Question: Do you have a favorite moment in the show for your character?
McClanahan: I have 12 scenes, and I love them all. I couldn't pick a favorite.
Question: The response from the audience in Wicked is so enthusiastic. Does that give you energy?
McClanahan: You better believe it. Well, I mean knowing that we're sold out through March doesn't hurt. [Laughs.] . . . The matinee audiences are different because they're mostly kids, a great percentage kids. So they respond to everything differently, but I understand what they do respond to. The evening audiences are more mature. The Tuesday-night audiences, a 7 PM curtain, is designed for children to come to because they have school the next day, and it's a different audience. It's very fascinating.
Question: It must keep things interesting to have different types of audiences.
McClanahan: It does — that's why I love live theatre. I'm at home here. I've come back home. It's wonderful.
Question: Are you enjoying working with Ben Vereen and Shoshana Bean?
McClanahan: Yes, and that funny, funny Megan [Hilty]. Those glorious voices those girls have. Ben is an absolute darling, just a darling to get along with, and his performance is superb. So I just feel like this is an awfully good job.
Question: I know you were in Nunsense and Nunsense II. Do you enjoy acting in musicals?
McClanahan: The reason I took Nunsense was because there was one scene in it where the Mother Superior is given some glue the girls have been sniffing in the basement. She doesn't know what it is, and she starts sniffing it to see what it smells like, and she gets high as a kite and very, very goofy. It's a solo monologue that goes on with a lot of physical humor and falling down and acting silly. So, that's the reason I took the part. I wanted to see if I could choreograph that and [make it seem] spontaneous and yet have it meticulously worked out — and I succeeded! I took Nunsense II because I love [Nunsense creator] Danny Goggin, but that's not the kind of musical that I would choose anymore. I've done Annie and The Sound of Music and A Funny Thing Happened on the Way to the Forum and Oklahoma!, [but] this is the most fun role I've ever played in a musical. What I really want to do is the lead in a comedy on Broadway that's a non-musical. That's my goal.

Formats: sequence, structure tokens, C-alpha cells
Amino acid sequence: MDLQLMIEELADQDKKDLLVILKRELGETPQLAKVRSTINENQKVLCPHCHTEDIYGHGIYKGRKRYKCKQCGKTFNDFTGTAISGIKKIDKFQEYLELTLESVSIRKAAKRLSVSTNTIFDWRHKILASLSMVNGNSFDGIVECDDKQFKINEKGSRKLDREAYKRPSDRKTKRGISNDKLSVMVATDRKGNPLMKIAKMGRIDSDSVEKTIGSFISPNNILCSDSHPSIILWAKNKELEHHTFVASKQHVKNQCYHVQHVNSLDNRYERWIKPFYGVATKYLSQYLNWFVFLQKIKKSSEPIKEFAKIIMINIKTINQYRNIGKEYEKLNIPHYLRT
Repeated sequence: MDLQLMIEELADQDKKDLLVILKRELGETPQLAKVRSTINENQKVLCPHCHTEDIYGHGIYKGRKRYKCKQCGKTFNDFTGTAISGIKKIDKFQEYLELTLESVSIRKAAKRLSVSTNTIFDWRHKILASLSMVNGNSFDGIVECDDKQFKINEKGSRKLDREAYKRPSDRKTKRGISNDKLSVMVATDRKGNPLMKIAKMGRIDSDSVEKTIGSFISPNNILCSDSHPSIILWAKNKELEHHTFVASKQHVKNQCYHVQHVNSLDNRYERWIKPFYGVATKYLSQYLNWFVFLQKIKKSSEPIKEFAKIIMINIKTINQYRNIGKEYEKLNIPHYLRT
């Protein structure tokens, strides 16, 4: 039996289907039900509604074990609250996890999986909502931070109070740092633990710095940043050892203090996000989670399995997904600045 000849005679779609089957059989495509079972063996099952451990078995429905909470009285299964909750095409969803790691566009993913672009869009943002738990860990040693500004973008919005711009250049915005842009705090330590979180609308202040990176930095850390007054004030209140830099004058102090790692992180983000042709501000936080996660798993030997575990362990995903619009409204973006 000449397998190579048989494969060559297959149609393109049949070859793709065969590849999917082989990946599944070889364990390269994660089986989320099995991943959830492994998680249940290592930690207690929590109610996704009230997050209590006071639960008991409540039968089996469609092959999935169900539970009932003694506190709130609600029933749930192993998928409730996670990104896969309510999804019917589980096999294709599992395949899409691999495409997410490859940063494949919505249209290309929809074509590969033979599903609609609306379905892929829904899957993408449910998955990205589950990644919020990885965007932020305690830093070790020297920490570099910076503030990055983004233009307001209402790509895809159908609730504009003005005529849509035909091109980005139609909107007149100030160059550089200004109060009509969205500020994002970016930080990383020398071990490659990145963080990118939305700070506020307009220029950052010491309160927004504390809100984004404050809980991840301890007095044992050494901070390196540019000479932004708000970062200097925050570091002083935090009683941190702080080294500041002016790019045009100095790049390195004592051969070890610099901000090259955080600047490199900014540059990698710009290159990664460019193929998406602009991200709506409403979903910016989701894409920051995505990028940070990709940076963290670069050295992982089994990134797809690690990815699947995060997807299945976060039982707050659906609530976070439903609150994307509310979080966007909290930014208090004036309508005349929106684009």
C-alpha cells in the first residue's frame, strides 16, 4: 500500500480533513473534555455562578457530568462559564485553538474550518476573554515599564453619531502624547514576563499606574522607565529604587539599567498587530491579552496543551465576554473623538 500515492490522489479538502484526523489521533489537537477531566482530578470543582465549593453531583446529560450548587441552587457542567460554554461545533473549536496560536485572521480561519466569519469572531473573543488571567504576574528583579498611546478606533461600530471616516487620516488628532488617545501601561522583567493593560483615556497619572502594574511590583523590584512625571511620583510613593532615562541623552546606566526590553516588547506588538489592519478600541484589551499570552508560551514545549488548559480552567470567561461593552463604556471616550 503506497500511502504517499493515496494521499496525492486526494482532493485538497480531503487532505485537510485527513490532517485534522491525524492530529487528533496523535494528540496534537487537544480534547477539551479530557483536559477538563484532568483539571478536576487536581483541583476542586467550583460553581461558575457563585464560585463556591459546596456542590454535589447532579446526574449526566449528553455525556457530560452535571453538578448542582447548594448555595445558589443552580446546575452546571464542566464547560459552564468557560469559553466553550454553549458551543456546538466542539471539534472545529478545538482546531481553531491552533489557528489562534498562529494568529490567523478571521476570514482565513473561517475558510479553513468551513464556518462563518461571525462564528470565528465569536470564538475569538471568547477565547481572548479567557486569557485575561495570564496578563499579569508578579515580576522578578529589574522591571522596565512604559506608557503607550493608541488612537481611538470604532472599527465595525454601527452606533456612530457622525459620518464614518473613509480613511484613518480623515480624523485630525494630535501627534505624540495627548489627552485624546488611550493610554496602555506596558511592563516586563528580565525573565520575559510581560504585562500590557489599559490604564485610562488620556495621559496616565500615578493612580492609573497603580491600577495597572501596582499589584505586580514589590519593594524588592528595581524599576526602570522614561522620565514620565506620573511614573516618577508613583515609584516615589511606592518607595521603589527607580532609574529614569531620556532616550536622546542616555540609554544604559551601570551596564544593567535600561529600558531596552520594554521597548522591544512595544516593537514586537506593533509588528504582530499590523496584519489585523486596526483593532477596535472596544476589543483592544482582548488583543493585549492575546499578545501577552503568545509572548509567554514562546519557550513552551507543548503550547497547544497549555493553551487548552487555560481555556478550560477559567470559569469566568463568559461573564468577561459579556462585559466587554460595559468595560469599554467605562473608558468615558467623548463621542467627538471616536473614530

Question: Any show in mind or would you like to do a new show?
McClanahan: That brand-new play that we don't know the name of yet.
Question: How do you find the demands of doing a show eight times a week?
McClanahan: Well, it's not that that's so tiring and so demanding. I'm writing my autobiography called "My First Five Husbands," so I'm writing it after I get home at night from the show or between shows on matinee days. I work in long hand on a tablet in my dressing room. So far I've completed ten chapters, and I'm well into chapter eleven.
Question: Do you have a publisher at this point?
McClanahan: I have an extremely dedicated and excited agent and one publisher that's interested that the agent will go to first because of friendship ties. Then we move from there.
Question: I found it interesting in your bio that you studied with Uta Hagen. What was she like?
McClanahan: Formidable. I enrolled for eight weeks along with two of my buddies from college. After eights weeks they quit, and I enrolled for another eight weeks. As far as I'm concerned, she taught me so much that I had not been exposed to in college or by any summer-stock director. For instance, after I did my first scene for her, which was from The Importance of Being Earnest. I was the one who enters across the lawn holding a parasol. She asked me, "What kind of ground was under your feet? Was it pebbles? Was it dirt? Was it wood chips? Was it grass? Was it damp? Was it dry? How hot was the sun? Where was the sun coming from?" Stuff like that. I said, "Son of a gun! I thought I knew acting. I don't know acting. This woman is going to teach me how to act."